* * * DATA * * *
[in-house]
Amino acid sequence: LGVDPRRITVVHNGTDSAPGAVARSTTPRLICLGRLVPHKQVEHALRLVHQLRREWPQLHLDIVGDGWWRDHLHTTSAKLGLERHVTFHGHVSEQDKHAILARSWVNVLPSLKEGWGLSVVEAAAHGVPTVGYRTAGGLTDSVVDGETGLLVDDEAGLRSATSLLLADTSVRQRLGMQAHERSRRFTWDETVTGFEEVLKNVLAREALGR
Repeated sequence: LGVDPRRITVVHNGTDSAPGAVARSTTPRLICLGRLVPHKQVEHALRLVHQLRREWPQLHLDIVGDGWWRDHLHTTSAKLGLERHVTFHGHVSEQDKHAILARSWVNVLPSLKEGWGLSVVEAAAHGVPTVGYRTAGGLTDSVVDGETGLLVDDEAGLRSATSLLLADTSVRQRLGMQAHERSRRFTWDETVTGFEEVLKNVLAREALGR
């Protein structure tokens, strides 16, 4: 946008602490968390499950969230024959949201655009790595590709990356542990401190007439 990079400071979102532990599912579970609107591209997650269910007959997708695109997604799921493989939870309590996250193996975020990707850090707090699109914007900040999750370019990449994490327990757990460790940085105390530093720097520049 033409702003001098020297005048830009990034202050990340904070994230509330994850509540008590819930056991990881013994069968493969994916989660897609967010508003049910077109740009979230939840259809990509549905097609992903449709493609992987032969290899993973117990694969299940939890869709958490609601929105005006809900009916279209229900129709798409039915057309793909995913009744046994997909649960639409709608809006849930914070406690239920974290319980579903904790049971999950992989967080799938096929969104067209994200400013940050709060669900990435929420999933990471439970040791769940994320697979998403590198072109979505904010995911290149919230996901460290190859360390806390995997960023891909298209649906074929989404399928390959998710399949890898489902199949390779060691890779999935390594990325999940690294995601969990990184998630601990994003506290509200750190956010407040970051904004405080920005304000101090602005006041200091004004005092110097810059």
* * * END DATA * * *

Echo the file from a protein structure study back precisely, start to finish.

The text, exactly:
[in-house]
Amino acid sequence: LGVDPRRITVVHNGTDSAPGAVARSTTPRLICLGRLVPHKQVEHALRLVHQLRREWPQLHLDIVGDGWWRDHLHTTSAKLGLERHVTFHGHVSEQDKHAILARSWVNVLPSLKEGWGLSVVEAAAHGVPTVGYRTAGGLTDSVVDGETGLLVDDEAGLRSATSLLLADTSVRQRLGMQAHERSRRFTWDETVTGFEEVLKNVLAREALGR
Repeated sequence: LGVDPRRITVVHNGTDSAPGAVARSTTPRLICLGRLVPHKQVEHALRLVHQLRREWPQLHLDIVGDGWWRDHLHTTSAKLGLERHVTFHGHVSEQDKHAILARSWVNVLPSLKEGWGLSVVEAAAHGVPTVGYRTAGGLTDSVVDGETGLLVDDEAGLRSATSLLLADTSVRQRLGMQAHERSRRFTWDETVTGFEEVLKNVLAREALGR
């Protein structure tokens, strides 16, 4: 946008602490968390499950969230024959949201655009790595590709990356542990401190007439 990079400071979102532990599912579970609107591209997650269910007959997708695109997604799921493989939870309590996250193996975020990707850090707090699109914007900040999750370019990449994490327990757990460790940085105390530093720097520049 033409702003001098020297005048830009990034202050990340904070994230509330994850509540008590819930056991990881013994069968493969994916989660897609967010508003049910077109740009979230939840259809990509549905097609992903449709493609992987032969290899993973117990694969299940939890869709958490609601929105005006809900009916279209229900129709798409039915057309793909995913009744046994997909649960639409709608809006849930914070406690239920974290319980579903904790049971999950992989967080799938096929969104067209994200400013940050709060669900990435929420999933990471439970040791769940994320697979998403590198072109979505904010995911290149919230996901460290190859360390806390995997960023891909298209649906074929989404399928390959998710399949890898489902199949390779060691890779999935390594990325999940690294995601969990990184998630601990994003506290509200750190956010407040970051904004405080920005304000101090602005006041200091004004005092110097810059």